Anunciorelacionado con: The Story of the Malakand Field Force
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Expanded as The Story of the Malakand Field Force (1898), his dispatches attracted such wide attention as to launch him on the career of authorship that he intermittently pursued throughout his life. In 1897–98 he wrote Savrola (1900), a Ruritanian romance, and got himself attached to Lord…. Winston Churchill.
The Story of the Malakand Field Force: An Episode of Frontier War was an 1898 book written by Winston Churchill; it was his first published work of non-fiction. The book describes a military campaign by the British army on the North West Frontier (now western Pakistan and eastern Afghanistan) in 1897. It is dedicated to General ...
- Winston Churchill
27 de jul. de 2009 · I propose to chronicle the military operations of the Malakand Field Force, to trace their political results, and to give, if possible, some picture of the scenery and people of the Indian Highlands. These pages may serve to record the actions of brave and skilful men.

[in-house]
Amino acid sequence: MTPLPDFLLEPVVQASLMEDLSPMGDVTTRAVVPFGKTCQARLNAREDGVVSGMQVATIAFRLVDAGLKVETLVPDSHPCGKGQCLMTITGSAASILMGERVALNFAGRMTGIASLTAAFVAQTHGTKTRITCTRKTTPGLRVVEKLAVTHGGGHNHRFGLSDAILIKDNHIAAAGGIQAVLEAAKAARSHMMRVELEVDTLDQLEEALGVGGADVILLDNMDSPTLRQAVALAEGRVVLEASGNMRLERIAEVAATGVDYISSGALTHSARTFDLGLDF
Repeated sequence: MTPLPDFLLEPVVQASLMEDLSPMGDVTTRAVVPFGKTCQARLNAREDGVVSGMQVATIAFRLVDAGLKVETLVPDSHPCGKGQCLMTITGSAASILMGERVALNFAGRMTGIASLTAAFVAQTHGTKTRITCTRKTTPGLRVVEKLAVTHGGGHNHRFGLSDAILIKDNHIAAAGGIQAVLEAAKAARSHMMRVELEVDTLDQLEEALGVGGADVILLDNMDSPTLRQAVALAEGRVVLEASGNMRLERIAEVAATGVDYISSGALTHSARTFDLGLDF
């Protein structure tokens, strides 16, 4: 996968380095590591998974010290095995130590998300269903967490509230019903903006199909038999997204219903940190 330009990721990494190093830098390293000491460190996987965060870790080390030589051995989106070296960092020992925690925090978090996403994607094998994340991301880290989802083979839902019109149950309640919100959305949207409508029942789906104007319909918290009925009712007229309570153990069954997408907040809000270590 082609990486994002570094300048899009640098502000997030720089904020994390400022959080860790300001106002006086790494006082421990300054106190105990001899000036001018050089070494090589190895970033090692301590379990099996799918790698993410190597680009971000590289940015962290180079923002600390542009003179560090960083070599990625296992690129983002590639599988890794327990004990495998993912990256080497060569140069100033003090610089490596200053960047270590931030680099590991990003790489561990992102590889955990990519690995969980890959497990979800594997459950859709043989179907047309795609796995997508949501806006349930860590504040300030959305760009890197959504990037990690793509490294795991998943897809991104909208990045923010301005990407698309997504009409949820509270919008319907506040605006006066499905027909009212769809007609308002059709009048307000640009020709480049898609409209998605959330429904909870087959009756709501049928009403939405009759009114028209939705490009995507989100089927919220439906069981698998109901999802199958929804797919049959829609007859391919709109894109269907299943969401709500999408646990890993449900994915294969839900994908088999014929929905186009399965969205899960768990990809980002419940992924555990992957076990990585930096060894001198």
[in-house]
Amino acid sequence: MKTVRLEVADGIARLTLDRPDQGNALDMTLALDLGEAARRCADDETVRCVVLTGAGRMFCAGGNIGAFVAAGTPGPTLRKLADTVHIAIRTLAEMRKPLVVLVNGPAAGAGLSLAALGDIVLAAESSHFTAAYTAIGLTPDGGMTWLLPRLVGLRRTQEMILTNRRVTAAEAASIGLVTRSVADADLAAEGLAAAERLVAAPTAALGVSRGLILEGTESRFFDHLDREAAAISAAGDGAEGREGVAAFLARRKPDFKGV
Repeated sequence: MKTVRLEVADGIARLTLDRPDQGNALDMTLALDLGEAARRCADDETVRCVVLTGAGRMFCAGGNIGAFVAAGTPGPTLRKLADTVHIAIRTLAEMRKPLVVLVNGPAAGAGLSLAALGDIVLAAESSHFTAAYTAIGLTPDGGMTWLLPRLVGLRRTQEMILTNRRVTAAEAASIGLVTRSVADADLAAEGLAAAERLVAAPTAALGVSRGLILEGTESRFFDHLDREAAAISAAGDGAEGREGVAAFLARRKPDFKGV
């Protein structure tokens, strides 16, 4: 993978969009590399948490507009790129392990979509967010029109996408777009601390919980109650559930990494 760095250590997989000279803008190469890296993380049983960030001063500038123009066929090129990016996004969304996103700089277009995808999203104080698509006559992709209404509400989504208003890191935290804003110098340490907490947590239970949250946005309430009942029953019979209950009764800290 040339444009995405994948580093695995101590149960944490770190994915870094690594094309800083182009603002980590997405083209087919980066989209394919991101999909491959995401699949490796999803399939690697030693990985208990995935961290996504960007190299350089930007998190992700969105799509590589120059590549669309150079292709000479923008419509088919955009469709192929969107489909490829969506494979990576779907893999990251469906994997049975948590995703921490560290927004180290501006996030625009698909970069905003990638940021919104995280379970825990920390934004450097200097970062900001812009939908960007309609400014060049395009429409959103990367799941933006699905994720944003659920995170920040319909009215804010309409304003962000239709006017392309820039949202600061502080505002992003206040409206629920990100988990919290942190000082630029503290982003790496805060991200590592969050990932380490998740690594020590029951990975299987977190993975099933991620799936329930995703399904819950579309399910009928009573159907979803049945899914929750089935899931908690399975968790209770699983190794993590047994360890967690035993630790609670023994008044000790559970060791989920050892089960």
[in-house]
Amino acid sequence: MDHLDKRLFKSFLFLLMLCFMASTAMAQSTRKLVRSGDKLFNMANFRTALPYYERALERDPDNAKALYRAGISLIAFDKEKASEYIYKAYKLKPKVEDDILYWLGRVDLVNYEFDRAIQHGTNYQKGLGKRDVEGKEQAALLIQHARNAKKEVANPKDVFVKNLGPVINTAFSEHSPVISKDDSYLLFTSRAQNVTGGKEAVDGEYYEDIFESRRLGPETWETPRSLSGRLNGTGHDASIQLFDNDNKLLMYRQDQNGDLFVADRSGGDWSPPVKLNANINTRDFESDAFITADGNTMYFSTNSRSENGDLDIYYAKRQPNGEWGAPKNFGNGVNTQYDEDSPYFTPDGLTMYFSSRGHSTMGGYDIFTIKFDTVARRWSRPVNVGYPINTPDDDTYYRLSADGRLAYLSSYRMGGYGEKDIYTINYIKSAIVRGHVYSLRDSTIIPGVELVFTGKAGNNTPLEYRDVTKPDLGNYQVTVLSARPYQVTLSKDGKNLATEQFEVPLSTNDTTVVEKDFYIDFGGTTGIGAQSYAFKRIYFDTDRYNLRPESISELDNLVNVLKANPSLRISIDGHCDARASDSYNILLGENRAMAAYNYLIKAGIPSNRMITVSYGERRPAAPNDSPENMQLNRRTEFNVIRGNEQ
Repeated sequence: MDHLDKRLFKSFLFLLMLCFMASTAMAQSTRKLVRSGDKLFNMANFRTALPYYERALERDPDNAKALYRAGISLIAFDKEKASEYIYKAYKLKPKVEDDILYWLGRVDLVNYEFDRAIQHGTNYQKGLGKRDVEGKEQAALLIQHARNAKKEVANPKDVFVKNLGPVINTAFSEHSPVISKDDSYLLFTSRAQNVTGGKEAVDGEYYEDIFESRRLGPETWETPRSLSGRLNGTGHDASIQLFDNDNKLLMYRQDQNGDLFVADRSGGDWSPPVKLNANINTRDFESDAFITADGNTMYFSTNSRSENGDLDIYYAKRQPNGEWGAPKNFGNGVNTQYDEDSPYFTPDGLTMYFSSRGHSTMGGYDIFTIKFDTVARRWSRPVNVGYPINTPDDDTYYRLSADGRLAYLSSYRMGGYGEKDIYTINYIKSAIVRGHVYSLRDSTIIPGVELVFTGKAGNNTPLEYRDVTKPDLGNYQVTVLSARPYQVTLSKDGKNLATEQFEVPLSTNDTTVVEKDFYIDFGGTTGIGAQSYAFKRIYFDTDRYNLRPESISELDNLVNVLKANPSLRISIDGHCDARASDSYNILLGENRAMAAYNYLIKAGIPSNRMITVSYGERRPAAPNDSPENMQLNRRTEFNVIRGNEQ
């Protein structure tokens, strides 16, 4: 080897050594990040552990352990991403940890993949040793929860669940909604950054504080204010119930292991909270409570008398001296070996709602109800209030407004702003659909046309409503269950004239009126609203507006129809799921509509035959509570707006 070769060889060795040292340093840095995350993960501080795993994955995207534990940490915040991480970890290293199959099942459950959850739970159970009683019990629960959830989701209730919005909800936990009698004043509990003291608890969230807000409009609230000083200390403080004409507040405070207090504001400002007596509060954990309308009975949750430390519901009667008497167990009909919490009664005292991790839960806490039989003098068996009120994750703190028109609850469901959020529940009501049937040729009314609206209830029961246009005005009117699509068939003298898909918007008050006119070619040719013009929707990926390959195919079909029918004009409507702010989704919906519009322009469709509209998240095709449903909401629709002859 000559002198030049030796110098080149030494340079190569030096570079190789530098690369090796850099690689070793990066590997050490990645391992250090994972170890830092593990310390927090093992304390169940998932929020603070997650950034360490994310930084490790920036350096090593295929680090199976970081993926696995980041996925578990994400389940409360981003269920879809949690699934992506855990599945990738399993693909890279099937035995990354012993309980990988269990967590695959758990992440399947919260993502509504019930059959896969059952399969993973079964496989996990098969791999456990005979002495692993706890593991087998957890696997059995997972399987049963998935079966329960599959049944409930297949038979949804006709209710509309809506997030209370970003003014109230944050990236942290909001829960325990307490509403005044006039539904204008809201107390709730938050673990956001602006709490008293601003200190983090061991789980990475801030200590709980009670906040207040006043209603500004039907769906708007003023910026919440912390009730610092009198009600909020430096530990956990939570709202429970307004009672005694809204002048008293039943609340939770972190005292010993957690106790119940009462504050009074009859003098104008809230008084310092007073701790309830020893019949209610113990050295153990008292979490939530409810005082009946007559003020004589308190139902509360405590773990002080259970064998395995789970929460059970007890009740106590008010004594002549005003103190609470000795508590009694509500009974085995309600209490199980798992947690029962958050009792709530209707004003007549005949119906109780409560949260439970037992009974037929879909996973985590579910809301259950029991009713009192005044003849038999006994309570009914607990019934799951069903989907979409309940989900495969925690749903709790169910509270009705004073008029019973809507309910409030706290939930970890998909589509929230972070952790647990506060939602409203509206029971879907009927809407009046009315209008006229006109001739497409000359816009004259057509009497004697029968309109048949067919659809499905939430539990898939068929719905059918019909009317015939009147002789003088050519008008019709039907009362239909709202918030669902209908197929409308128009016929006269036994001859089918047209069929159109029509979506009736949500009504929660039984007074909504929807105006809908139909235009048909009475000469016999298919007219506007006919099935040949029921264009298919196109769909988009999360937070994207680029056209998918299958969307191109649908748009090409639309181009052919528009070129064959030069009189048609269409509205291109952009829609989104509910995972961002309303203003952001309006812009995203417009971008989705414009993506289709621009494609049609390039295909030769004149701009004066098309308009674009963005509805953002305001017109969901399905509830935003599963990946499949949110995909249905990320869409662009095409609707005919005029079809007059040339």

The Story of the Malakand Field Force was Winston Churchill's first published book, and it came out long before he was rich and famous enough to hire a large staff of ghostwriters and researchers. It was one of the books that made his reputation as a writer, and that reputation is pretty well deserved: it reads very well, and hit a lot of the ...
20 de feb. de 2009 · The story of the Malakand field force : an episode of frontier war. by. Churchill, Winston, 1874-1965. Publication date. 1916. Publisher. London : Thomas Nelson & Sons, Ltd. Collection. cdl; americana.
In 1897, Winston Churchill was a 22-year-old subaltern in the 4th Hussars, stationed in Bangalore. Seeking military distinction, he talked his way onto the Malakand Field Force to battle indigenous tribes after meeting the commander, Sir Bindon Blood, at a social engagement.
The Malakand Field Force was broken up on 19 th January 1898. The Government of India record of the Malakand Field Force campaign in Bajaur in 1897 stated: ‘The stubborn defence of their country in spite of continuous losses, gained for the Mamunds a well deserved reputation for bravery and good fighting qualities.’